Geithner predicts Republicans will yield on taxes

WASHINGTON Sun Dec 2, 2012 3:25pm EST

1 of 2. U.S. Treasury Secretary Tim Geithner gestures as he is interviewed by Bob Schieffer (not pictured) in Washington, on November 30, 2012 for the December 2, 2012 edition of 'Face the Nation' in this CBS handout.

Credit: Reuters/Chris Usher/CBS News/Handout

WASHINGTON (Reuters) - Treasury Secretary Timothy Geithner pushed Republicans on Sunday to offer specific ideas to cut the deficit, and predicted that they would agree to raise tax rates on the rich to obtain a year-end deal and avoid possible economic doom.

But the top U.S. Republican, Speaker of the U.S. House of Representatives John Boehner, stood firm and renewed his stand against increased tax rates, leaving talks at a stalemate.

"Here's the problem," Boehner told "Fox News Sunday" as both sides took their battle to TV talks shows. "When you go and increase rates, you make it more difficult for our economy to grow," he said.

Besides, Boehner said, if Republicans agreed to give President Barack Obama $1.6 trillion in new tax revenue, "He's going to spend it," not reduce the deficit.

Geithner, Obama's top negotiator, said in a separate appearance on Fox that Republicans must step up.

The treasury secretary said Republicans will be responsible if no deal is reached by the end of the month, triggering the "fiscal cliff," deep automatic spending cuts and across-the-board tax hikes that could plunge the country into a recession.

"There's not going to be an agreement without rates heading up," Geithner said on CNN's "State of the Union."

With polls showing most Americans favor raising tax rates on the wealthy and cracks starting to appear in what had been a solid wall of Republican opposition to such a move, the Obama administration figures it has the upper hand.

But Boehner made it clear that the fight has only begun and he is interested in cutting a deal, not sounding fiscal alarms. "I don't want any part of going over the cliff. I'm going to do everything I can to avert that," Boehner said.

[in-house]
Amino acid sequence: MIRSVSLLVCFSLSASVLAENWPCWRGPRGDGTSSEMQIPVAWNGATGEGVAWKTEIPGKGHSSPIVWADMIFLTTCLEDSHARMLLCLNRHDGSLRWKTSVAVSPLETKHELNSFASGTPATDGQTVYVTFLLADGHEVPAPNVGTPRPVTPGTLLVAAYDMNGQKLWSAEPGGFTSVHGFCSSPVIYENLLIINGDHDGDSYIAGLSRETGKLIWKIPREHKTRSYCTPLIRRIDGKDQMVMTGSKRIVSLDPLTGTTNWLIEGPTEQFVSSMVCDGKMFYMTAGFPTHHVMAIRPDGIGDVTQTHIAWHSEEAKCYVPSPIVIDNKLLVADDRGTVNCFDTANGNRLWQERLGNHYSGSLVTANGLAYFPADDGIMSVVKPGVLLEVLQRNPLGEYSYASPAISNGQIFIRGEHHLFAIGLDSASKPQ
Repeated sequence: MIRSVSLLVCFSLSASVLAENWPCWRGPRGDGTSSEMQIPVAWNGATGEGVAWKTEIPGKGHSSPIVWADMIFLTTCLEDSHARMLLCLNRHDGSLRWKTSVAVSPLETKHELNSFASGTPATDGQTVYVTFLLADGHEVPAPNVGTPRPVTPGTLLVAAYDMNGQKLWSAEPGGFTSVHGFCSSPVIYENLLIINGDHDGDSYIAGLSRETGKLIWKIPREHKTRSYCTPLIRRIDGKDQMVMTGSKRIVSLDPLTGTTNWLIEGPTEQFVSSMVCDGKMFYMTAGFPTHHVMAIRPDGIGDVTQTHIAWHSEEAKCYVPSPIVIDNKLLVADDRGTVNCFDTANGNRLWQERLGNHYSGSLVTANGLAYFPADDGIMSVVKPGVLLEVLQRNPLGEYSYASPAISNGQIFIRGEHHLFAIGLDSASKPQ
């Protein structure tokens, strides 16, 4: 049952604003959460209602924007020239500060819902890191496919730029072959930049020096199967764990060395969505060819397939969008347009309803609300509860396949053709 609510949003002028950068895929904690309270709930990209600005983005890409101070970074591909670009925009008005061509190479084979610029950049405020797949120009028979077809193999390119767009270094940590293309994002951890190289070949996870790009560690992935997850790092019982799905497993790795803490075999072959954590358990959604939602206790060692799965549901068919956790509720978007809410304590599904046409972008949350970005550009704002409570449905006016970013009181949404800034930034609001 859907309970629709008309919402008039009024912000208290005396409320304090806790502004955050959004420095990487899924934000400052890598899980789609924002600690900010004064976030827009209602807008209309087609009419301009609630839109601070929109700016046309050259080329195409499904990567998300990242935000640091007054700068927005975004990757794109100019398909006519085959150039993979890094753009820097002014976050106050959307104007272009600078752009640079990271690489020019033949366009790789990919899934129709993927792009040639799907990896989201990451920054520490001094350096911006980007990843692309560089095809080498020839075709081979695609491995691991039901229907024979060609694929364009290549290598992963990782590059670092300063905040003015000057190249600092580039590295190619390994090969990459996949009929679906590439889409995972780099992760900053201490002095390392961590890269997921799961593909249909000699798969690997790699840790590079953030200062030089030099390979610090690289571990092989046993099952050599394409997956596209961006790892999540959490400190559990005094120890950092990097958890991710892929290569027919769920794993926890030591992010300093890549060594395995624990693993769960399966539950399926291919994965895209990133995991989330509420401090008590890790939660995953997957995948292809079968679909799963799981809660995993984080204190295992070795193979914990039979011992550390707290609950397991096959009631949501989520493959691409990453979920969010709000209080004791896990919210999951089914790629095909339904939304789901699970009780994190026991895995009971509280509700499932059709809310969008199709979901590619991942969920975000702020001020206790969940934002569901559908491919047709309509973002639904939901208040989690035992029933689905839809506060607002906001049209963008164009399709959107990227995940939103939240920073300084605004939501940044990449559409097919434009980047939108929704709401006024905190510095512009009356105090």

He again refused to offer specific deficit reduction proposals, other than to repeat that one option would be to end a number of unspecified tax deductions.

"The president has seen a lot of options from us. There are a lot of them on the table and I'm hopeful that the conversation will continue," Boehner said.

Boehner also reaffirmed his party's opposition to Congress giving the president sole authority to increase the U.S. debt limit, a power both Democrats and Republicans value.

"Silliness. Congress is never going to give up this power," Boehner said, explaining it provides lawmakers needed leverage in dealing with the White House.


More talks are expected this week, at least at the staff level. But both sides have said it may be another week or so before negotiations get serious.

A likely scenario is a possible short-term fix that would postpone the deadline for the fiscal cliff for six months to a year. Geithner's opening offer last week included raising tax revenues by $1.6 trillion, at least $50 billion in new economic stimulus spending and effectively giving the president the ability to raise the debt limit.

Republicans promptly rejected the offer as unacceptable, even laughable.

Boehner said he was "flabbergasted" and recalled telling Geithner, "You can't be serious."

Also on Sunday, the top House Democrat, Nancy Pelosi, renewed her threat to force a vote on a Senate-passed plan to extend tax cuts for the middle class if Boehner does not schedule a vote "immediately."

"The clock is ticking and stalemates are a luxury we cannot afford," she said in a written statement.